The Supreme Court was set to hear a petition Sunday from civil rights groups demanding the Knesset resume its full activities even amid restrictions imposed because of the coronavirus outbreak.
Knesset Speaker Yuli Edelstein, a member of Prime Minister Benjamin Netanyahu's ruling Likud party, last week suspended parliamentary activities, preventing the newly elected legislature from choosing a new speaker and forming committees critical to the country's fight against coronavirus.
Edelstein says the move is merely procedural given the state of emergency in the country and the Health Ministry guidelines prohibiting large public gatherings.
But opponents claim it's a calculated move aimed at blocking efforts to replace Edelstein and allowing the newly elected anti-Netanyahu bloc from pushing through its legislative agenda.
The petitioners saw support Sunday from former justice minister Ayelet Shaked, who said the Knesset should be operating with certain adjustments despite the coronavirus outbreak.
The Yamina leader, a member of Netanyahu's right-wing bloc, said that parliaments in the rest of the world had not ceased activity during the outbreak and that provisions should be made to offset the votes of MKs who are in isolation.
Israel is facing a growing threat from the coronavirus pandemic, which comes on the heels of the country's third inconclusive election in less than a year.
The number of those infected in Israel has multiplied greatly over the past week, by Sunday reaching 945 detected cases with 20 patients in serious condition.
Most people only experience minor flu-like symptoms from the coronavirus and recover within a few weeks, but the virus is highly contagious and can be spread by those who appear well. It can cause severe illness, including pneumonia, in some patients, particularly in the elderly and those with underlying health problems.
More than 300,000 people have been infected by the coronavirus worldwide in about 150 countries and the virus has killed more than 13,000 people.
The country reported its first death over the weekend as an 88-year-old Holocaust survivor from Jerusalem succumbed to the virus, and is bracing for more.
With the public largely confined to their homes, the economy in tatters and tens of thousands of people losing their jobs, Netanyahu has called for the establishment of an emergency unity government with his rivals. For the first time, the long-time leader even agreed to step down in 18 months as part of such an agreement.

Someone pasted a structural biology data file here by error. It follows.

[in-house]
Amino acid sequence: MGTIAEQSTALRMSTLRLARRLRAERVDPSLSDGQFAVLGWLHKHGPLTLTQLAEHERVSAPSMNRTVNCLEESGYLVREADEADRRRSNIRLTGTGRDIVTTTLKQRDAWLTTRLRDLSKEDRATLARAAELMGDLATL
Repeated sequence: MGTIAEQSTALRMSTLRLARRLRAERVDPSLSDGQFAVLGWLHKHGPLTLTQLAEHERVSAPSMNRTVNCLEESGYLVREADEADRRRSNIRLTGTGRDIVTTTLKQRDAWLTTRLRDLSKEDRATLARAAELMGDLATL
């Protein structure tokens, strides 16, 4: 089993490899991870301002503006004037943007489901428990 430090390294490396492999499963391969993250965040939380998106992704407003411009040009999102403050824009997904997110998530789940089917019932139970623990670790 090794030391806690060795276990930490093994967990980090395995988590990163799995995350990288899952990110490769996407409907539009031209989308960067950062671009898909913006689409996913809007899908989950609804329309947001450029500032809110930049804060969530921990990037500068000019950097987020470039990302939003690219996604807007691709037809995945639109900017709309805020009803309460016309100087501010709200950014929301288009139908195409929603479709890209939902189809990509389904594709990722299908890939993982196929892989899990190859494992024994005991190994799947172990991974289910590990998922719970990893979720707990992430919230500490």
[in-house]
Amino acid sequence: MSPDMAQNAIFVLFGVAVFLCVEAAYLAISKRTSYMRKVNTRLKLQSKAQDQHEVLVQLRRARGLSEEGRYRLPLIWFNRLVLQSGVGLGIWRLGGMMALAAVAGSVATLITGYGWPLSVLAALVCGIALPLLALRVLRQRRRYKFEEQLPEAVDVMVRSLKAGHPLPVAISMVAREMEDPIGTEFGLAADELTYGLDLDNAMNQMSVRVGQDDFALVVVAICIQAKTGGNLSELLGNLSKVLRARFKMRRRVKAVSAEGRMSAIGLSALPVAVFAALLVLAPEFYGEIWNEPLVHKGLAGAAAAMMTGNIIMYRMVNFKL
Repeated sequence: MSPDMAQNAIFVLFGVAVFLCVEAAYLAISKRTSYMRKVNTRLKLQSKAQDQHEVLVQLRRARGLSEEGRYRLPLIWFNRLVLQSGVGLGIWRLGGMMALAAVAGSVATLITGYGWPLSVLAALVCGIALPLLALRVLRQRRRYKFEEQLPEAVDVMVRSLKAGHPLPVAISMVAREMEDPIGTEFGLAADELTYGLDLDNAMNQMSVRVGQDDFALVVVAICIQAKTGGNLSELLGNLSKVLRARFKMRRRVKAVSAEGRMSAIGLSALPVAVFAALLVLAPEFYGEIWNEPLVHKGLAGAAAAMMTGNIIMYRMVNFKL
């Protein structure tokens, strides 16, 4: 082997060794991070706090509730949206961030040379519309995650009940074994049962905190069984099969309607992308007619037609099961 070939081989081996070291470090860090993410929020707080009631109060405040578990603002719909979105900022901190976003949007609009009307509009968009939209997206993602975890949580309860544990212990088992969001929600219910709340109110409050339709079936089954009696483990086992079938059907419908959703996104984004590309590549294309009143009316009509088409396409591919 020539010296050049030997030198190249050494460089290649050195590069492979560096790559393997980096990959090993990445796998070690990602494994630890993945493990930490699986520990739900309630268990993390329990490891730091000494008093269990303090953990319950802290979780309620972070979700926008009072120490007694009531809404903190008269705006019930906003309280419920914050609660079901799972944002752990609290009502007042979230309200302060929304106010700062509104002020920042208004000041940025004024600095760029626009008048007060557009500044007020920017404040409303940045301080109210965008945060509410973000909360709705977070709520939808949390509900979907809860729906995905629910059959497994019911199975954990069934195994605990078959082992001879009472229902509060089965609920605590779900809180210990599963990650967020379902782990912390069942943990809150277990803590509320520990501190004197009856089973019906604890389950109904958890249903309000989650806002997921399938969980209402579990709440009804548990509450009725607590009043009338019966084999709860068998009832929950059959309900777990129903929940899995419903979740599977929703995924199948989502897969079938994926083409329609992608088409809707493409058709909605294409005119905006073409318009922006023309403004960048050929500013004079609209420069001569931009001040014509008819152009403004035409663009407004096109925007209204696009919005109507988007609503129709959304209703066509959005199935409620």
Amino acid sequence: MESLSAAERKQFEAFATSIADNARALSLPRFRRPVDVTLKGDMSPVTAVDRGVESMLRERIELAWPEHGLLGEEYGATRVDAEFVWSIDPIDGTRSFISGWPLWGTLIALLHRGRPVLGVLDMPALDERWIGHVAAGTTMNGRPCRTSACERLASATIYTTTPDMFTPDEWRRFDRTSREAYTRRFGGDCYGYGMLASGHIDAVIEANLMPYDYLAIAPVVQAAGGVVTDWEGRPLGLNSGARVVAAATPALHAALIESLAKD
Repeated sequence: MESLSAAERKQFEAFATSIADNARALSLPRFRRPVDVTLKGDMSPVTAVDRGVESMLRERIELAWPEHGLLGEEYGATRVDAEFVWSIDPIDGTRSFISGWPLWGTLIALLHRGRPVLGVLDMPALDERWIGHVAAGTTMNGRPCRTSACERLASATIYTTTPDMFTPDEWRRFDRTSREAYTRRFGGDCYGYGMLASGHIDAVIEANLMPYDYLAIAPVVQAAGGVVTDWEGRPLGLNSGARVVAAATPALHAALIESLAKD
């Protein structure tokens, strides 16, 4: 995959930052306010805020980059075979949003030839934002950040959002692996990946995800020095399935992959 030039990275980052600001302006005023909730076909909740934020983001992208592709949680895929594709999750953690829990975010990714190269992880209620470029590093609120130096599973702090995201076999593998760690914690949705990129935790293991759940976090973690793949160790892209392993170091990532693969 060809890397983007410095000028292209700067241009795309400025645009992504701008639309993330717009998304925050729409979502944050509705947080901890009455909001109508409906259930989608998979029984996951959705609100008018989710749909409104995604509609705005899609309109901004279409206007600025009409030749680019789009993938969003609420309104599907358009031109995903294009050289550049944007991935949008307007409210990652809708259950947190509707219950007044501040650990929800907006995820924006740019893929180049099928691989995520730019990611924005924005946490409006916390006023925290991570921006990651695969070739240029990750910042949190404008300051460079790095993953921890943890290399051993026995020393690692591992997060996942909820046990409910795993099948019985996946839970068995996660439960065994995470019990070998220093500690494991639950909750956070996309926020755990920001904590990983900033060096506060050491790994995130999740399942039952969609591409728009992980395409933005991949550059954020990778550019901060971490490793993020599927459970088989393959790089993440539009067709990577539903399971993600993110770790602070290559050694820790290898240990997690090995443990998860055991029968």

But opposition leader Benny Gantz and his centrist Blue & White party considers the offer insincere and has expressed skepticism over Netanyahu's power-sharing overtures, concerned that he will not follow through on his promises to cede power.
Gantz and his allies have accused Netanyahu of using the coronavirus crisis as cover to undermine the country's democratic institutions. With the country in near-shutdown mode, Netanyahu has already managed to postpone his own pending criminal trial and authorize unprecedented electronic surveillance of citizens using methods previously only employed against terrorism.
Backed by a narrow majority, Gantz, a former IDF chief, was tasked last week by President Reuven Rivlin this week to try to form a new government and has three weeks left to do so.
In the meantime, he is trying to push through legislation that would impose term limits on the prime minister and bar a politician indicted on criminal charges, like Netanyahu, from being prime minister.
Likud says if Edelstein is "deposed" it will bring an end to unity negotiations and sentence Israel to yet another election, this time amid a global pandemic. Blue & White retorted that the Likud "ultimatum" proved it was bent on dragging the country into another pointless election.
"Since this country was founded, the speaker of the Knesset has always been elected by a Knesset majority, and this time will be no different," the party said.
Even amid the health scare, Israelis have taken to the streets to protest what they consider an assault on Israeli democracy.
Wary of losing his job as speaker, Edelstein has relied on his own legal council to argue that he has discretion on convening parliament, and he has dismissed allegations that he is railroading democratic procedures as "spin."
But in a formal response to the Supreme Court, Attorney General Avichai Mandelblit said the emergency measures should not prevent the Knesset from convening and carrying out its duties.